Pack Passes Major Road Test, Led By Hawk's Career Day

I don't know about you guys, but I'm enjoying watching the 2013 Packers and am starting to believe that if they can stay reasonably healthy, they're built to win in the post season.

Don't get me wrong. The fourth quarter defensive breakdowns on the road are keeping our knuckles white, but what we're seeing right now is a Packer team that is undergoing an identity shift.

We saw it on opening day in San Francisco, when the Packers aimed to prove they could be as physical and nasty as the 49ers and for most of the game they were (of course, they inexplicably forgot that Anquan Boldin was on the field). They've gotten more comfortable in their new skin each week and Sunday showed the Ravens that they are starting to resemble their bitter rivals, the Steelers (not this year's version, of course).

Down two linebackers, including their all-everything pass rusher Clay Matthews, the Packers defense turned in a virtuoso performance through three quarters, led by AJ Hawk. I know, right? This was unquestionably Hawk's finest game as a pro: 10 tackles, eight solo, five tackles for a loss and three sacks. Three sacks. AJ Hawk. The dude should have cut his hair years ago.

And Hawk's heroic effort came on the road in a place where the home team had won 26 of its last 29 and had never lost to an NFC team in six years under John Harbaugh.

Hawk was everywhere and his play rubbed off on newcomer Jamari Lattimore, who had two tackles for loss himself and was more than up to the challenge all afternoon. The run defense has been outstanding all season--and continued in Baltimore. 47 yards, two yards per carry. That kind of effort keeps you in football games. That kind of run defense wins you a lot of games, especially in December and January.

The back end held up well through three quarters, until Jerron McMillain nearly cost the team the game, with two ridiculous mistakes that first converted a 4th and 21 and then allowed an easy touchdown to Dallas Clark that breathed life into the Ravens in the closing moments. But for most of the day, the secondary was very good. Torrey Smith was held to one catch for 12 yards and first Davon House and then Micah Hyde made enough big plays to assure us there is real depth at the position, especially with Casey Hayward likely to return next week.

Tramon Williams is starting to look like the weakest link. Safe to say he's in his last year in green and gold.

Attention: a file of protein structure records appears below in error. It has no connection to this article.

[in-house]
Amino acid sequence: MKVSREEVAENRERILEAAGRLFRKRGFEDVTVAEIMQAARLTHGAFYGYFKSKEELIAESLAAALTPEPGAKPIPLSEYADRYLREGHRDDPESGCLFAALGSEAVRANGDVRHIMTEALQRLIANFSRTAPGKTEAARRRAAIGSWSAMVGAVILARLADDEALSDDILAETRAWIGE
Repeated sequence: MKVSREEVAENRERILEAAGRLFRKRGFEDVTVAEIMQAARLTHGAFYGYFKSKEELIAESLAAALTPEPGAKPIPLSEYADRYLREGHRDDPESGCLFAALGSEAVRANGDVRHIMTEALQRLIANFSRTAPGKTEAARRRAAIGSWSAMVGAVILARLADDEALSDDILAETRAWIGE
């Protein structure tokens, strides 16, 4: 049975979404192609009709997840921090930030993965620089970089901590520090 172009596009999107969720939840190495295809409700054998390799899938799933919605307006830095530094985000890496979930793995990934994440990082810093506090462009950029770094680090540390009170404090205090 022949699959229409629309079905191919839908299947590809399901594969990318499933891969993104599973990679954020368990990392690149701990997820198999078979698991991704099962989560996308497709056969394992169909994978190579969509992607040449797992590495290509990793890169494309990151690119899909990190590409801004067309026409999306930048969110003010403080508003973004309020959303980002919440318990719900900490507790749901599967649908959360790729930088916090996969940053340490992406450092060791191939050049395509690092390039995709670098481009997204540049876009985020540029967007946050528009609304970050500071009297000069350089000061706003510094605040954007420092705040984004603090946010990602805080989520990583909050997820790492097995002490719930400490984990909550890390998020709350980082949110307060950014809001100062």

Offensively, a bothersome 2013 trend is developing--one where key skill position players exit early with injuries. Before Sunday, it was Eddie Lacy a couple of times, Jermichael Finley once. On this day it was James Jones in the first quarter and Randall Cobb shortly before halftime with knee injuries. No word yet on how bad they are, but early national reports indicate neither will be lost for the season. Our fingers are crossed.

So with just two healthy receivers in the second half, much of the playbook had to be scrapped. The Pack did what it's done since week two: ran the ball down their opponents' throats. Lacy is developing into the most hard-nosed runner we've seen in years, one who bounces off of hits and falls forward for extra yards. You gotta love what you see from Lacy.

Make no mistake, this is what the Packers offense is this year. It's an offense that probably will never have a full complement of players, but as long as Lacy stays healthy, defenses will have to honor the threat he is, which will allow Rodgers to do his thing, even if he has fewer weapons.

The bomb to Jordy Nelson was the play of the game, but there were so many others: the blocked punt that John Kuhn had a brain fart on; the fourth down goal line stand that ended the Ravens' ensuing drive on the Packers' one yard line in the second quarter; the 52 yard dagger to Jermichael Finley on the final drive that basically put the game on ice.

It was 16-3 late in the third quarter and it looked like we were going to make a road defensive statement like the Super Bowl team did that season in New York against the Jets, but then things got a little scary, headlined by McMillain's slip that allowed Flacco to convert on 4th and 21, score one player and draw within one score.

But on a day where the defense ruled, it was the offense that sealed it, behind the legs of Lacy and the big catch by Finley. The offensive line once again handled a tough front seven and made room for 140 yards on the ground and more than 300 yards through the air.

As we await word on Cobb and Jones, we look at the 3-2 start and think, okay, we've played four playoff teams in five games--the other against an improved Lions team. The next six opponents feature just one playoff team from a year ago (the woeful Vikings), so there's a chance at putting a nice little run together. Next up, Brandon Weeden and the Browns at Lambeau.

What we've learned through five games is that this Packers team does not resemble the teams we've watched the past couple of years. This team is tougher, more physical, more balanced and deeper. Feels like a team built to excel when the weather turns and the games mean more. Now, if they can only get somewhat healthy.

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